The key to watering Euonymus is to water deeply if the top three inches of soil is dry. For this, inspect the soil near its stem from time to time, and watering it a few times a week may be enough.


Fertilizers should be used to give them a strong start. Apply an all-purpose balanced fertilizer near the plant’s roots in the fall. Keep in mind that this has to be done only once a year. But if the soil is rich then avoid using fertilizer, as it can burn the plants.


This evergreen shrub requires little pruning. Often these plants are weeds. Many undesirable growths appear in it which reduces its beauty. Also, by pruning, you can give them the desired shape as you want to keep them.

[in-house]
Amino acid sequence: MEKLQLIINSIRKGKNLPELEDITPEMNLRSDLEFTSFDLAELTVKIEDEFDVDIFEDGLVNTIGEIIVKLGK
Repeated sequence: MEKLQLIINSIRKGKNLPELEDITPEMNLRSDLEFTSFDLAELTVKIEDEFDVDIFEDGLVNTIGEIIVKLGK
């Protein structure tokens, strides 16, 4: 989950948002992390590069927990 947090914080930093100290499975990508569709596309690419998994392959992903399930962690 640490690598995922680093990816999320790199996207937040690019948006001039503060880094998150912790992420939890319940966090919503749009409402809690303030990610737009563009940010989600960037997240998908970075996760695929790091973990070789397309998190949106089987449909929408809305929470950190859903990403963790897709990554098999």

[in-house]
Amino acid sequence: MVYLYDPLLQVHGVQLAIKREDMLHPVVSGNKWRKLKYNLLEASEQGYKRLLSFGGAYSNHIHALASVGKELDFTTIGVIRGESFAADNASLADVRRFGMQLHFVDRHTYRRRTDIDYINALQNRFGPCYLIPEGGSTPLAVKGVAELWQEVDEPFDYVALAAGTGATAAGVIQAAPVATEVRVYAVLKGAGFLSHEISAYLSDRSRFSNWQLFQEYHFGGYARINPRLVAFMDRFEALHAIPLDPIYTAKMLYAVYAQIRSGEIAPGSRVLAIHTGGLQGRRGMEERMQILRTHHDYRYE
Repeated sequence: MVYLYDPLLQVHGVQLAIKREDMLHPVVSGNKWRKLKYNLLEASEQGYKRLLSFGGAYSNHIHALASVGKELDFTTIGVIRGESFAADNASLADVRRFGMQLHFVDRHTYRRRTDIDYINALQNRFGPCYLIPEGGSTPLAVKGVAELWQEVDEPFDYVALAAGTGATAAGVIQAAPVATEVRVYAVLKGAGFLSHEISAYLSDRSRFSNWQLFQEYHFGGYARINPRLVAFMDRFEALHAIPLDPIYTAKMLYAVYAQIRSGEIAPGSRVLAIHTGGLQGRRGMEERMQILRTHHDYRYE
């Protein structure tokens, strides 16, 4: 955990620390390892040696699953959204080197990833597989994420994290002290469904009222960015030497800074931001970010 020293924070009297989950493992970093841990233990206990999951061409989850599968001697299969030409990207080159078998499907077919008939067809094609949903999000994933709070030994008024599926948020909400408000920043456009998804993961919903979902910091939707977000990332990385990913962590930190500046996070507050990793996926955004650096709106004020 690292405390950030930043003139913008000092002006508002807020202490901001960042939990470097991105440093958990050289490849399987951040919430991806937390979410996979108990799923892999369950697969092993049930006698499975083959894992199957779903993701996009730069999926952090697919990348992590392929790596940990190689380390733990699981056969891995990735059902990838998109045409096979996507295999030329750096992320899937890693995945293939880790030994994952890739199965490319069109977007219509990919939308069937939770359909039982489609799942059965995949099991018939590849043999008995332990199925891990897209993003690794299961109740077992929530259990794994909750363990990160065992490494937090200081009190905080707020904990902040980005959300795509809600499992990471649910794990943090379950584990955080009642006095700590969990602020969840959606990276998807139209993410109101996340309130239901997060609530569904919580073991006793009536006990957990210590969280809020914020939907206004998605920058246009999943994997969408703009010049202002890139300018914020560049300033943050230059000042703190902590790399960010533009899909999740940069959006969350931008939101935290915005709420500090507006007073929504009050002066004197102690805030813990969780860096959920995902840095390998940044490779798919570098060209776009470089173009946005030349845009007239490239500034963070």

The best time to prune is in early spring. At this time, after pruning, new growth starts coming from it. If necessary, touch-ups can be done in summer till mid-July. If you prune at any other time, you may inadvertently harm the plant, which needs to be avoided. But, if you notice any rotting or diseased branches or other parts of your plants, feel free to remove them at any time of the year.

Pruning can direct the plant, and encourage increased density. Meanwhile, dead or infected branches can be removed to help prevent the spread of the disease.

Some species, such as E. japonicus, which are suitable for hedging, are maintained at an ideal shape by pruning. Sort other species or varieties according to their needs and your wishes.

Winter Care for Euonymus Shrubs

These beautiful broad-leafed evergreens usually hold their own in the winter. In some cases, especially during severe cold, the color of their leaves fades. But as soon as spring comes, they return to their natural color.